Rose Report: Issue 28

Is Your Financial Report Card an Asset to Your Nonprofit?


Many charities raise a high percentage of their budget through personal and corporate donations. However, following recent scandals about irresponsible spending and wasteful nonprofits, donors are becoming more cautious. A good cause is no longer enough to warrant a donation. Supporters want to know they are contributing to an ethical—and financially accountable—philanthropy.

Donors often research nonprofits before deciding where to spend their money. Several organizations analyze charities and serve as a reference point for these potential supporters. And many of these ratings focus on nonprofit finances. We’ve included information about Charity Navigator and Charity Watch, two of the most well-known website resources, in addition to how a nonprofit can improve financial health, leading to higher ratings, more donors and more great nonprofit programs.

Charity Navigator & Charity Watch

Charity Navigator rates nonprofits based on two main performance areas: financial health and accountability & transparency. Financial health includes four areas dedicated to analyzing efficiency. These include program expense, administrative expense and fundraising expense percentages, along with fundraising efficiency. The remaining financial metrics evaluate financial capacity, including program expense growth, working capital ratio and liabilities to assets ratio. Charity Navigator uses information from all analyzed areas to give charities a rating, ranging from zero to four stars.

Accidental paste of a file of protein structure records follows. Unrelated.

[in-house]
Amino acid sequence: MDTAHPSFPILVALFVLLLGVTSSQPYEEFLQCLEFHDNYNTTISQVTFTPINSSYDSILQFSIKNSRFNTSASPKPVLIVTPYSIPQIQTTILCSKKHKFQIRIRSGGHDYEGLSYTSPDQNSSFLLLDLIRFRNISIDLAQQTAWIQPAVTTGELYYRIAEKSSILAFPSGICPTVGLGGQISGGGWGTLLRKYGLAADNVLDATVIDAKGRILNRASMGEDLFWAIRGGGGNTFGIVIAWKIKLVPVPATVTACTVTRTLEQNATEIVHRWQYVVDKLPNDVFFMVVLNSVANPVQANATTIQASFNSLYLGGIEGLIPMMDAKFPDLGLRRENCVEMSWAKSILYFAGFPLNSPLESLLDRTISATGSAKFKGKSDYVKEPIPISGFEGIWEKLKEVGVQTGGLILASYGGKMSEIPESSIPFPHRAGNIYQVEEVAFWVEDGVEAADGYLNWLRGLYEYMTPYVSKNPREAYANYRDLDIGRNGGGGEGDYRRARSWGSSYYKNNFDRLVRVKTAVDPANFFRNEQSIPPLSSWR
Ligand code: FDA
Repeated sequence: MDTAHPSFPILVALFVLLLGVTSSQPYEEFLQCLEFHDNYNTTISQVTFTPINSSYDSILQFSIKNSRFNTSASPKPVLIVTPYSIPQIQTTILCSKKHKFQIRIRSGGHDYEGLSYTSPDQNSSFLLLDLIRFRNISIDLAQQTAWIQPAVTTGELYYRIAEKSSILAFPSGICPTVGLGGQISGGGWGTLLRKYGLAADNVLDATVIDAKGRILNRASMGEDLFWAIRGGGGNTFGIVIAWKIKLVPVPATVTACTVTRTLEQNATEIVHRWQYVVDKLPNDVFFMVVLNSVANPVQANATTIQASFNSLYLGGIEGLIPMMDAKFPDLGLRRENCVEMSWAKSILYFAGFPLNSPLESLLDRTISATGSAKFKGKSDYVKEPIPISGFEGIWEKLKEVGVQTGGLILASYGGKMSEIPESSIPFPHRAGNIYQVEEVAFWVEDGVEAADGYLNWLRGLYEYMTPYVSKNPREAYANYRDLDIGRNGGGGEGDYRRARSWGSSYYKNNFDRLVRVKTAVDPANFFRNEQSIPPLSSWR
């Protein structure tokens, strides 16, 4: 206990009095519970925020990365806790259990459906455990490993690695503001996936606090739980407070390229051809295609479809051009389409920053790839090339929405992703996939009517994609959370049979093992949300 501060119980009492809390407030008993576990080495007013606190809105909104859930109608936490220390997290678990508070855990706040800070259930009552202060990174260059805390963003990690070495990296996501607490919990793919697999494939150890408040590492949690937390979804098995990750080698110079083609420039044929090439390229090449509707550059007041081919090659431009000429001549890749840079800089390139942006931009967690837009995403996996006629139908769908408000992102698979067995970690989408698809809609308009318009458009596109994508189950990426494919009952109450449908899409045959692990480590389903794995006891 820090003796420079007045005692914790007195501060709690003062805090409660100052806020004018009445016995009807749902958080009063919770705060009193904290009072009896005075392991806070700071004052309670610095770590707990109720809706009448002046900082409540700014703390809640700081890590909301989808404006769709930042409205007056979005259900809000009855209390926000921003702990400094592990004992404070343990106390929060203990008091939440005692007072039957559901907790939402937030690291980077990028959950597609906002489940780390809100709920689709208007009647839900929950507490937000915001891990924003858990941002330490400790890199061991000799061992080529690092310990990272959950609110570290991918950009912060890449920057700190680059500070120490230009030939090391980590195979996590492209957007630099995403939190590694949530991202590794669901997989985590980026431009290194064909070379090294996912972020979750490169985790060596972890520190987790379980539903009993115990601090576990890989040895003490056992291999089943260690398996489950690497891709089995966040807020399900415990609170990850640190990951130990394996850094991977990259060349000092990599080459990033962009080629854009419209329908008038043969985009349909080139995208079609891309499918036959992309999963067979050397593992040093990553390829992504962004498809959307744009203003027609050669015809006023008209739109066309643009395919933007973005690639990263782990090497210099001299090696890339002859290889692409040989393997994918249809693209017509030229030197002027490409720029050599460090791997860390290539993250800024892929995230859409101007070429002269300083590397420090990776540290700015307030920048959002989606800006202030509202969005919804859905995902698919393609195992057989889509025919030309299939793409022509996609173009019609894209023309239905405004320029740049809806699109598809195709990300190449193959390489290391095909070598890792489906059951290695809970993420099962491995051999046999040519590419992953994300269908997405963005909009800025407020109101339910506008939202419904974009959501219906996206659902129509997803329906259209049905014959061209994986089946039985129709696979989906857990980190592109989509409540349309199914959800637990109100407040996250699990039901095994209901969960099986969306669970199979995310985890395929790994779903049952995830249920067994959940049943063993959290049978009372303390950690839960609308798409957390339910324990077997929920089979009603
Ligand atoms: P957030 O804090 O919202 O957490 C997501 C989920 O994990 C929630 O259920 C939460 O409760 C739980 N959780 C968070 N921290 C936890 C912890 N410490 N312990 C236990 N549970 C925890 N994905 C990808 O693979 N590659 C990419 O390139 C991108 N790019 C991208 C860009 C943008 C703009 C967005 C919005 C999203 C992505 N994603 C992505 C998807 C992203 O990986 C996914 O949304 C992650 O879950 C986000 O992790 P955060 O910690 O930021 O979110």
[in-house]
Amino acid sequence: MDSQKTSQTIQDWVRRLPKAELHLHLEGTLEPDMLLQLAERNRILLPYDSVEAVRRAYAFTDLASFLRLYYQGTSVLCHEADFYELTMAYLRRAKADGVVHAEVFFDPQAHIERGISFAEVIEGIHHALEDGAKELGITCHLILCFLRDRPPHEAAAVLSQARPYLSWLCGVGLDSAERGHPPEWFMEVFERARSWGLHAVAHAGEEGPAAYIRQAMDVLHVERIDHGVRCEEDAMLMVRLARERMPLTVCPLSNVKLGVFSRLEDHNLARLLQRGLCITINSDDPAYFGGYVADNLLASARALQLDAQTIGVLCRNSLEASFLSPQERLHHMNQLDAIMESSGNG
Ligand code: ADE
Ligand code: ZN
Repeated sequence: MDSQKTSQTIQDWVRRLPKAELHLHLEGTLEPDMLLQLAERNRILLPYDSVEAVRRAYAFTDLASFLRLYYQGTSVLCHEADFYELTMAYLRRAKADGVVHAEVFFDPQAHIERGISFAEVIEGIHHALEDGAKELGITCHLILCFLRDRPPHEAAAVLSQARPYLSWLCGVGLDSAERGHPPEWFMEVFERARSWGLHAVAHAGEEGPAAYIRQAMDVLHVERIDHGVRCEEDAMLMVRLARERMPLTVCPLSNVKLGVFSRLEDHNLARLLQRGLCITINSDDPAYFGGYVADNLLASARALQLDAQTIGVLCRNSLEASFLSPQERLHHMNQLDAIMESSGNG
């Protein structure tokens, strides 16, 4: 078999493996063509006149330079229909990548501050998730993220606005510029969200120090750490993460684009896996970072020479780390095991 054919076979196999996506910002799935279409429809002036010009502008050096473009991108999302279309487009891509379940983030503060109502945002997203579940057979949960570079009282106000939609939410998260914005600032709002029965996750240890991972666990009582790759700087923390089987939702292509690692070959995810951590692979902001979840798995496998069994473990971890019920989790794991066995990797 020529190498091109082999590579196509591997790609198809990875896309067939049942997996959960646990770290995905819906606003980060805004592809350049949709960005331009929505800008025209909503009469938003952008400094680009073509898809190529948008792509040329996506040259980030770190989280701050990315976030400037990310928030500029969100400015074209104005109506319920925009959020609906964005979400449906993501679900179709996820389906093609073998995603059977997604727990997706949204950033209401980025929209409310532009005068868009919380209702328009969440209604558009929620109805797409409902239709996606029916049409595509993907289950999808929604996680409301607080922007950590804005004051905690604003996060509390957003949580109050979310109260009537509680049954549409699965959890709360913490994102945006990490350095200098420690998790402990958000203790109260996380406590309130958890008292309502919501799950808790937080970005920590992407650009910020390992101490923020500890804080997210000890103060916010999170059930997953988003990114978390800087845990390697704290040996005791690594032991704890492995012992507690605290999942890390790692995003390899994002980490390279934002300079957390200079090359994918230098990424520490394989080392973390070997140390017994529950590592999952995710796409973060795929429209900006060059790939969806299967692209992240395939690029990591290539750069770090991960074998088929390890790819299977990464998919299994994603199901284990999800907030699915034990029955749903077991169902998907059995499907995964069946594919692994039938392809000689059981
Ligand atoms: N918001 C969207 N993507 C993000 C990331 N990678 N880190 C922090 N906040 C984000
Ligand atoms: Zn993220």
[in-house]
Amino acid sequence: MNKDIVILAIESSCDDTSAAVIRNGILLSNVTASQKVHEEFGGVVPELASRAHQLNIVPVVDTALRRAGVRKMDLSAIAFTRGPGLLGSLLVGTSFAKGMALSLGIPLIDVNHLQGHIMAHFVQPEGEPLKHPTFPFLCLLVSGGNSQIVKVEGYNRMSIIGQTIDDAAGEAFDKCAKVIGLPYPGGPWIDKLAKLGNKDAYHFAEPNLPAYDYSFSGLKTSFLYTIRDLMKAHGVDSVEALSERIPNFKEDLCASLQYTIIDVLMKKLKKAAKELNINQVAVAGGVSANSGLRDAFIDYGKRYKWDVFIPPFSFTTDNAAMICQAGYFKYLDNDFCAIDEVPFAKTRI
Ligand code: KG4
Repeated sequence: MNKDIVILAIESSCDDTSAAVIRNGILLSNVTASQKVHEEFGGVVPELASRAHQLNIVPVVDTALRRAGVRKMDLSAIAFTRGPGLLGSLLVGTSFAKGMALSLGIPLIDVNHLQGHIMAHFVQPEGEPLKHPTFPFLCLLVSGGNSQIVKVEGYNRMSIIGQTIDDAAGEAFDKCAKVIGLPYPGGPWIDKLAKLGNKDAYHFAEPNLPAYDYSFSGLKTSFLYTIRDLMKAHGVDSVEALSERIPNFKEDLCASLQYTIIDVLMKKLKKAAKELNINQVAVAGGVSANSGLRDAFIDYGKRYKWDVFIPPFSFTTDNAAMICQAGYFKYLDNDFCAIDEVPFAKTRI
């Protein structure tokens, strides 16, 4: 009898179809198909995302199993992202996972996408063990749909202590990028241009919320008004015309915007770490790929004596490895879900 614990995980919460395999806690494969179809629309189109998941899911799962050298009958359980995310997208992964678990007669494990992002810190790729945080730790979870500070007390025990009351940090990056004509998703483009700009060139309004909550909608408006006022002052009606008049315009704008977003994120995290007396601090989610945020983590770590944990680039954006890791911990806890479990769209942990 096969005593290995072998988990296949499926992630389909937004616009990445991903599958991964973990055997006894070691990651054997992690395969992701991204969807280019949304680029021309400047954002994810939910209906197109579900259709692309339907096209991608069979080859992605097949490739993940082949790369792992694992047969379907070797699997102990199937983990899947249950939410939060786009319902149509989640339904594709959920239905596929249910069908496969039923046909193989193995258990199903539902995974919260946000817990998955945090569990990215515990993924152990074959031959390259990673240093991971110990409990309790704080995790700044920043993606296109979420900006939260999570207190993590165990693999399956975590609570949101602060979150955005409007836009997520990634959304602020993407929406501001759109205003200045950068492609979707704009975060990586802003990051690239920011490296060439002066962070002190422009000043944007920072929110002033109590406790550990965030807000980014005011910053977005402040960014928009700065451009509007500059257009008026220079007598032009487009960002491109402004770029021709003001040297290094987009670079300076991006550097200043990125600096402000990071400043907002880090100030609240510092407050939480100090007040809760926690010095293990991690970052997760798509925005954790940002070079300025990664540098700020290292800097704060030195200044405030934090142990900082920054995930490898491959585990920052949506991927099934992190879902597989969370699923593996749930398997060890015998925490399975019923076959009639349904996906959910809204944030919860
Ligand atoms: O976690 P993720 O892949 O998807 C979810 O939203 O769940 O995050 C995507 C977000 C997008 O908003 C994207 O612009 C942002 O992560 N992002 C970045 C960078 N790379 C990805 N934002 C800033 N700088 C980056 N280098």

Charity Watch evaluates organizations granted tax-exempt status under section 501(c) (3) of the Internal Revenue Code and that file a Form 990. Charity Watch’s evaluation process analyzes audited financial statements, tax forms, annual reports, state filings and more. Its analysts use this information to report on the percentage of total charity expenses spent on programs versus overhead. It also examines how much it costs to raise $100. Charity Watch assigns each charity a rating from A+ to F. This “report card” reflects the nonprofit’s financial efficiency.

Are You Asking the Right Questions?

Nonprofit executives often focus on overarching financial performance, but neglect key performance indicators—ones that can impact their charity ratings. While they know it’s important that a majority of expenses are geared toward programs as opposed to administrative costs, the way these expenses are classified is just as important. This includes asking questions like: Are fundraising percentages accurately recorded?; Are expenses classified properly?; What about allocation methodology—is it being used, and if so, is it being used correctly?; Does it make sense?; Is it reasonable?

Four-Star Answers

At RFS, we ask these questions and more. We offer nonprofits a tailored, cost-effective, team-based approach to accounting.

We’ve seen clients identify program expenses as administrative expenses and vice versa. As part of our comprehensive financial solution, we analyze the factors that charity rating websites look at—like program expense, administrative expense and fundraising expense percentages, annual reports and fundraising efficiency. We closely review finances, allocation methodology and classification systems, and then make recommendations—ensuring critical financial data is recorded and coded properly. This in turn helps strengthen current and liability ratios, presenting the nonprofit in the most accurate and best light.

By providing nonprofits with financial clarity and best practices in accounting processes, we can help make sure nonprofit charitable ratings are an asset while making sure they remain Audit Ready All YearTM. Our priority is empowering nonprofit clients to focus on what’s most important—fulfilling the organization’s mission.


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